It would be nice if governments would learn from their mistakes, but they don’t. The new luxury tax equivalent is climate change legislation. The idea is that a government can legislate some policy to fix climate change and we will all meekly follow along, no matter the cost. The truth is, the public will find a way to avoid the cost.

The latest example of this is in British Columbia. A carbon tax was initiated there in 2008 and was supposed to reduce BC’s carbon footprint. It would start small and get bigger over time to allow industry to adjust. This was all done with the expectation that other provinces, some U.S. states and maybe the U.S. as a whole would join in with similar legislation.

Well, the others didn’t join in and BC found itself the only player with this big tax on its industry, which they passed on to their customers, of course. Now, BC industry found itself at a economic disadvantage. Products from BC were too expensive and people bought more of their goods from other places. Places that didn’t have a carbon tax. The effect of the BC carbon tax was to transfer carbon emissions by transferring business to other locations that did not participate in the tax. The other places got the jobs and tax revenues. BC saw their rates decrease.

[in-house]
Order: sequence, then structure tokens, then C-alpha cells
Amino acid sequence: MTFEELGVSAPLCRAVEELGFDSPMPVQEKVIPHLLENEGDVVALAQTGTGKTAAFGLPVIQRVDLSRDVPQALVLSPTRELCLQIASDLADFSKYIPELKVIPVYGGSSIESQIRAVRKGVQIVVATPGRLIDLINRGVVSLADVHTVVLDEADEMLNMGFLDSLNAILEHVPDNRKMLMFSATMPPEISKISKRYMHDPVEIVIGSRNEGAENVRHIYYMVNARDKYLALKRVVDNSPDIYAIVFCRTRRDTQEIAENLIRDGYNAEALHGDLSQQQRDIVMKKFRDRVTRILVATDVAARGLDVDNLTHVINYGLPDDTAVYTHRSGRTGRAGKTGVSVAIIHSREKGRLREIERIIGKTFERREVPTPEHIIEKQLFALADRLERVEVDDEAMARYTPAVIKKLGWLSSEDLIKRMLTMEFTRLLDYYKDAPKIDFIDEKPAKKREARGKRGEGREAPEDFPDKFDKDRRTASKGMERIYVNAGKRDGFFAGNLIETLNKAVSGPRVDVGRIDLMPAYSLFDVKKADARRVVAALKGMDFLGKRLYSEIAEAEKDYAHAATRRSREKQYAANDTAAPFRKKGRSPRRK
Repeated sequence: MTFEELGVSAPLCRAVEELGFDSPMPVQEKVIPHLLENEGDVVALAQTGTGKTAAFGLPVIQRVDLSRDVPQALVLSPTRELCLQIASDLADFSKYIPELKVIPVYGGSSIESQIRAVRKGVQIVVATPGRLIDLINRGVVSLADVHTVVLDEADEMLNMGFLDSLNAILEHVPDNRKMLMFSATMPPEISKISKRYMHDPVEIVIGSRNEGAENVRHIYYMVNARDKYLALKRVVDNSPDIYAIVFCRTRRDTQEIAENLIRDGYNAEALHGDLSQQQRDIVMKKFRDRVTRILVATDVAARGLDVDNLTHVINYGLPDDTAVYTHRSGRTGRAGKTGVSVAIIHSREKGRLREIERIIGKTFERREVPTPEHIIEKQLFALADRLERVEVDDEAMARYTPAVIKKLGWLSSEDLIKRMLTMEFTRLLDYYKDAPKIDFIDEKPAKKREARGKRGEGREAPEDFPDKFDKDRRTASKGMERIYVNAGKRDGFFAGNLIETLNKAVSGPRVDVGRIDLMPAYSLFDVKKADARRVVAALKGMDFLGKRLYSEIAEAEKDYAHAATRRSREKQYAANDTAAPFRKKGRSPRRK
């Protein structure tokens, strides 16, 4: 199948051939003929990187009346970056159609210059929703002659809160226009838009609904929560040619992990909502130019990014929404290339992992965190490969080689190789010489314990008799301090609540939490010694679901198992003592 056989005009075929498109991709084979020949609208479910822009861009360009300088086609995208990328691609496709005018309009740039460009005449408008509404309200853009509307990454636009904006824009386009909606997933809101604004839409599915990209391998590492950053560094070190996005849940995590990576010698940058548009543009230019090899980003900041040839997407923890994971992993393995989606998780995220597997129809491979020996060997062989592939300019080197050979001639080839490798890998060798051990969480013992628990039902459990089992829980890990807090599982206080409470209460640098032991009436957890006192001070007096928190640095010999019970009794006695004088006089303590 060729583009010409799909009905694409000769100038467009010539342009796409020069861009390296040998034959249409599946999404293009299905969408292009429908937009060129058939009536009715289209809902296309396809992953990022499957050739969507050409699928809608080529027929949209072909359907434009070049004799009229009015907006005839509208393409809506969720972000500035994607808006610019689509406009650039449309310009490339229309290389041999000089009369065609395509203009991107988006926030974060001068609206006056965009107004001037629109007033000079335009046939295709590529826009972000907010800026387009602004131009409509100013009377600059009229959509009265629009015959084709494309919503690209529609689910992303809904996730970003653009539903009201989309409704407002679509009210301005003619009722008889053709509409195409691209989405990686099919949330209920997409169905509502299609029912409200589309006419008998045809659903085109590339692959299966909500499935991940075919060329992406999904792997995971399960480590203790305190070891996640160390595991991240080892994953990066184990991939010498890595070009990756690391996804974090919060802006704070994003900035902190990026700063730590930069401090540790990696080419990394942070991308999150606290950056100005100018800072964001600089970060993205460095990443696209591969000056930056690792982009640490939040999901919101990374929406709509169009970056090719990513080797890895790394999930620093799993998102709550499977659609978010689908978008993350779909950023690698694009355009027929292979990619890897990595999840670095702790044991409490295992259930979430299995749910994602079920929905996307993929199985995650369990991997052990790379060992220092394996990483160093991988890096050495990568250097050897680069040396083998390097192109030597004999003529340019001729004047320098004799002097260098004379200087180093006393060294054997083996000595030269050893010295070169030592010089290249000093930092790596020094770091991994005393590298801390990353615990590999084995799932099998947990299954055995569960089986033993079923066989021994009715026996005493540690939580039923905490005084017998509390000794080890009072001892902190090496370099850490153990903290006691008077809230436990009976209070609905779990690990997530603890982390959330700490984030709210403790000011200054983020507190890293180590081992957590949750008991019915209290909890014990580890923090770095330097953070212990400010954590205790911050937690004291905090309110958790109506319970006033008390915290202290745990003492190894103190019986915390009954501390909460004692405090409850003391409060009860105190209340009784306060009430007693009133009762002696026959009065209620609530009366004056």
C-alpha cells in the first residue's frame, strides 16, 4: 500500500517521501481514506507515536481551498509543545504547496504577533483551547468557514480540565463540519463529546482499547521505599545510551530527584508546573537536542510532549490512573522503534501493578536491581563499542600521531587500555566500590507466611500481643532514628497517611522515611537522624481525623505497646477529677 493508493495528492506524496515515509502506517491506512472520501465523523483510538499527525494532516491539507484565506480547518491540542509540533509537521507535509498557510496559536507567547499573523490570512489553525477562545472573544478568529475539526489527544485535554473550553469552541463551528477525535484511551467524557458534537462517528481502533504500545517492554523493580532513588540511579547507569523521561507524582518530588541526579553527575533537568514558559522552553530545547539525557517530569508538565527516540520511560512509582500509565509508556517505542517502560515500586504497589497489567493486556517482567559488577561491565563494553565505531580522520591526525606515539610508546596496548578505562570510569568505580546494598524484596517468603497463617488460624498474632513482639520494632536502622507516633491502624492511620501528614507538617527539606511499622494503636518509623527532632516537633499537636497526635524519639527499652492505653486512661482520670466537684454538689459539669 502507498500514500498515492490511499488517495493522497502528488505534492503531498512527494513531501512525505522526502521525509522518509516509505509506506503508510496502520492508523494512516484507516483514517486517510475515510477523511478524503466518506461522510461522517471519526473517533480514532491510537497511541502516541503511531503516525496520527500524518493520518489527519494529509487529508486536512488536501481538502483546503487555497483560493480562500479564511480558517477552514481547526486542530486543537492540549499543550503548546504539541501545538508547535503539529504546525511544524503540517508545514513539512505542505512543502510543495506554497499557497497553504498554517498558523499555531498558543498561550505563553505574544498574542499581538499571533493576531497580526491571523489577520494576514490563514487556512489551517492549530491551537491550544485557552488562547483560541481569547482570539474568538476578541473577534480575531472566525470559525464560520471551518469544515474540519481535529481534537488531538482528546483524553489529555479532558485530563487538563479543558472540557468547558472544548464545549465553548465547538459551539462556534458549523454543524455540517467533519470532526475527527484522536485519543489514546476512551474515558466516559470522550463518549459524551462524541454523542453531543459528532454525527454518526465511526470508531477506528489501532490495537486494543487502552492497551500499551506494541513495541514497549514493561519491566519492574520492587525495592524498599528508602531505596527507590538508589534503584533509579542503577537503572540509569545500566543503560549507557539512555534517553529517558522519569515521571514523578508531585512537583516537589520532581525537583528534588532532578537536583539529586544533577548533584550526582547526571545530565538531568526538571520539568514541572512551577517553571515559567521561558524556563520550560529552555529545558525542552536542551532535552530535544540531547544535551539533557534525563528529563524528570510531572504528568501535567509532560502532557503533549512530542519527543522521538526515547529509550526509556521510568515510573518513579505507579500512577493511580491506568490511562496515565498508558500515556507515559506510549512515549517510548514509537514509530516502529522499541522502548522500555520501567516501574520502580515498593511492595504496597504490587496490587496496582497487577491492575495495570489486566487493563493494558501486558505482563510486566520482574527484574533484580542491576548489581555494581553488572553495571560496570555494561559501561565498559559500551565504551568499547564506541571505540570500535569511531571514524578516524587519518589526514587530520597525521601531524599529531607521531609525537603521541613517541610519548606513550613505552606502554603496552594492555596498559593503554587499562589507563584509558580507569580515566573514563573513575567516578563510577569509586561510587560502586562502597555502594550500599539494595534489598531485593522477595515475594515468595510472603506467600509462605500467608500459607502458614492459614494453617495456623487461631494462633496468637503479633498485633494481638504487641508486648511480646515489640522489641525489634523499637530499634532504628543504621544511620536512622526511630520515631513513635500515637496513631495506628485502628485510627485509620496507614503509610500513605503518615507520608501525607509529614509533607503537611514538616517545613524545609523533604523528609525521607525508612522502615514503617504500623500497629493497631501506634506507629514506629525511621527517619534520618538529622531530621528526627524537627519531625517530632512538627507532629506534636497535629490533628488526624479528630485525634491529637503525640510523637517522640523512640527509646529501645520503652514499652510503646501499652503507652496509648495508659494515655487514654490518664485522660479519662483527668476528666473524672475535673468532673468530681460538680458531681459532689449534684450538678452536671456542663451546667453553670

British Columbia has realized what is going on is looking at repealing the tax.

All of this serves to show that solving the climate change issue is not simple, it won’t be easy and it won’t be cheap. Which is one of the reasons why we can’t get it done. Simple economics has to be applied to any proposed policy before it is enacted. We could, in theory, replace our power plants with solar cell farms that would generate electricity during the day, store it and then release it during the night.

The problem is that it would be about three times as expensive as what we already have. Imagine poor and middle class families getting hit with a tripling of their utility bills. And, since the cost of electricity is factored into the cost of just about everything, we would see dramatic increases in prices across the board.

When we look at it in those terms, the idea just doesn’t seem as attractive.

But, we need to do something. We have to find a way we can come together and make something happen. If we don’t, we and our children will be in trouble.